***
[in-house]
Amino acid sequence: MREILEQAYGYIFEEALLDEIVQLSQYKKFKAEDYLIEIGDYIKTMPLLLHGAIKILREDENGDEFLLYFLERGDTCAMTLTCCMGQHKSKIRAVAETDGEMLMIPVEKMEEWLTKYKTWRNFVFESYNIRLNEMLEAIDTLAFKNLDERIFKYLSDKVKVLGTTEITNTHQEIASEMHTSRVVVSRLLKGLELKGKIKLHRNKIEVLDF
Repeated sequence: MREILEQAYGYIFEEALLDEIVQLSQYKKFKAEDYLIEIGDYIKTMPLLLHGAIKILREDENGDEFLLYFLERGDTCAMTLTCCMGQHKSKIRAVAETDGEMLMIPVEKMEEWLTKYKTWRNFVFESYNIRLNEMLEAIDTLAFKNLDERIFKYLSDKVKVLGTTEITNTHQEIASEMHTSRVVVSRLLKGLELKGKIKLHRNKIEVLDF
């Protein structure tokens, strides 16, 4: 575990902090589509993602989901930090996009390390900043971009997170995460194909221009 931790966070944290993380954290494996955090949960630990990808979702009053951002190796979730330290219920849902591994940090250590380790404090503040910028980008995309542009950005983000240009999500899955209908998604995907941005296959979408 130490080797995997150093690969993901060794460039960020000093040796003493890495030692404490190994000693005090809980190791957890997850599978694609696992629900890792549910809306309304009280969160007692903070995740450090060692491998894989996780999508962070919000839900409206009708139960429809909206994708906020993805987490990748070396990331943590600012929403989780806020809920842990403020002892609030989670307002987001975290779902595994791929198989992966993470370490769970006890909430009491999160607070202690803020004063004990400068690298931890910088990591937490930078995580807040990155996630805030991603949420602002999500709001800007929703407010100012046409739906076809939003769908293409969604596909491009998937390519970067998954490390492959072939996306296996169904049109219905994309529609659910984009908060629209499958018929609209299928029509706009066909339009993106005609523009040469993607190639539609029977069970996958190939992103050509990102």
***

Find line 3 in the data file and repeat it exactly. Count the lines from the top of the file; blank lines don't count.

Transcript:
Repeated sequence: MREILEQAYGYIFEEALLDEIVQLSQYKKFKAEDYLIEIGDYIKTMPLLLHGAIKILREDENGDEFLLYFLERGDTCAMTLTCCMGQHKSKIRAVAETDGEMLMIPVEKMEEWLTKYKTWRNFVFESYNIRLNEMLEAIDTLAFKNLDERIFKYLSDKVKVLGTTEITNTHQEIASEMHTSRVVVSRLLKGLELKGKIKLHRNKIEVLDF